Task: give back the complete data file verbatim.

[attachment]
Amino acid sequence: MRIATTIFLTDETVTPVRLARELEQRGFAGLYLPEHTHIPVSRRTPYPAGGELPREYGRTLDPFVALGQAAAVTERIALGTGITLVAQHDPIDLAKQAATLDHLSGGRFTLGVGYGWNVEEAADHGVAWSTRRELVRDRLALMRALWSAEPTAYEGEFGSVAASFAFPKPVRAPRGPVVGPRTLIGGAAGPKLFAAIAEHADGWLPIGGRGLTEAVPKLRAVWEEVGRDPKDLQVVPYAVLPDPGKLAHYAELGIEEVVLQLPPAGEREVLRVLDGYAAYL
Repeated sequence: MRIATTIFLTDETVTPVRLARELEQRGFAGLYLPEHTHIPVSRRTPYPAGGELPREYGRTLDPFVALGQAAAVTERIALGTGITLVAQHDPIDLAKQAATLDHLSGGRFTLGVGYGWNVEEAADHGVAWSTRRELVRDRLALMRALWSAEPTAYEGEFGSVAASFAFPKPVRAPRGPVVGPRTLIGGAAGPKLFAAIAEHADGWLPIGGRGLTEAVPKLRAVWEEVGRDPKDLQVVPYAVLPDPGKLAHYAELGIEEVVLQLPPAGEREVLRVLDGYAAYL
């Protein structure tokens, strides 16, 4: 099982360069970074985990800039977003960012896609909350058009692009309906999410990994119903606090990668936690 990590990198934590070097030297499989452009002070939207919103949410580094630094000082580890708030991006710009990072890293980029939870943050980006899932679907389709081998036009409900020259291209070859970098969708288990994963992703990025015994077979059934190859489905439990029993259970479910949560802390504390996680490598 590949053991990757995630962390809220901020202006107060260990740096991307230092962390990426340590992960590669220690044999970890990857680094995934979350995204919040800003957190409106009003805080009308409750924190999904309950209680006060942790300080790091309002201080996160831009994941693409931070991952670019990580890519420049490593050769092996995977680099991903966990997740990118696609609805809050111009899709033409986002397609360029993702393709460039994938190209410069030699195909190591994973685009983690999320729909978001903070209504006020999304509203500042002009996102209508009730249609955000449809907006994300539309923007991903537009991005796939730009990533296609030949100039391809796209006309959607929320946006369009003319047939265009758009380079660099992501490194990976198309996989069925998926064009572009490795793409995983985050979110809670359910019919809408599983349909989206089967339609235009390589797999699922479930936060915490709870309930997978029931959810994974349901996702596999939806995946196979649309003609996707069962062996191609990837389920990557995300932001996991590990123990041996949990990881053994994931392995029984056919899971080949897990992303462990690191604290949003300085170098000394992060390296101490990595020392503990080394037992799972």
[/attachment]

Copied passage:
Amino acid sequence: MRIATTIFLTDETVTPVRLARELEQRGFAGLYLPEHTHIPVSRRTPYPAGGELPREYGRTLDPFVALGQAAAVTERIALGTGITLVAQHDPIDLAKQAATLDHLSGGRFTLGVGYGWNVEEAADHGVAWSTRRELVRDRLALMRALWSAEPTAYEGEFGSVAASFAFPKPVRAPRGPVVGPRTLIGGAAGPKLFAAIAEHADGWLPIGGRGLTEAVPKLRAVWEEVGRDPKDLQVVPYAVLPDPGKLAHYAELGIEEVVLQLPPAGEREVLRVLDGYAAYL
Repeated sequence: MRIATTIFLTDETVTPVRLARELEQRGFAGLYLPEHTHIPVSRRTPYPAGGELPREYGRTLDPFVALGQAAAVTERIALGTGITLVAQHDPIDLAKQAATLDHLSGGRFTLGVGYGWNVEEAADHGVAWSTRRELVRDRLALMRALWSAEPTAYEGEFGSVAASFAFPKPVRAPRGPVVGPRTLIGGAAGPKLFAAIAEHADGWLPIGGRGLTEAVPKLRAVWEEVGRDPKDLQVVPYAVLPDPGKLAHYAELGIEEVVLQLPPAGEREVLRVLDGYAAYL
């Protein structure tokens, strides 16, 4: 099982360069970074985990800039977003960012896609909350058009692009309906999410990994119903606090990668936690 990590990198934590070097030297499989452009002070939207919103949410580094630094000082580890708030991006710009990072890293980029939870943050980006899932679907389709081998036009409900020259291209070859970098969708288990994963992703990025015994077979059934190859489905439990029993259970479910949560802390504390996680490598 590949053991990757995630962390809220901020202006107060260990740096991307230092962390990426340590992960590669220690044999970890990857680094995934979350995204919040800003957190409106009003805080009308409750924190999904309950209680006060942790300080790091309002201080996160831009994941693409931070991952670019990580890519420049490593050769092996995977680099991903966990997740990118696609609805809050111009899709033409986002397609360029993702393709460039994938190209410069030699195909190591994973685009983690999320729909978001903070209504006020999304509203500042002009996102209508009730249609955000449809907006994300539309923007991903537009991005796939730009990533296609030949100039391809796209006309959607929320946006369009003319047939265009758009380079660099992501490194990976198309996989069925998926064009572009490795793409995983985050979110809670359910019919809408599983349909989206089967339609235009390589797999699922479930936060915490709870309930997978029931959810994974349901996702596999939806995946196979649309003609996707069962062996191609990837389920990557995300932001996991590990123990041996949990990881053994994931392995029984056919899971080949897990992303462990690191604290949003300085170098000394992060390296101490990595020392503990080394037992799972």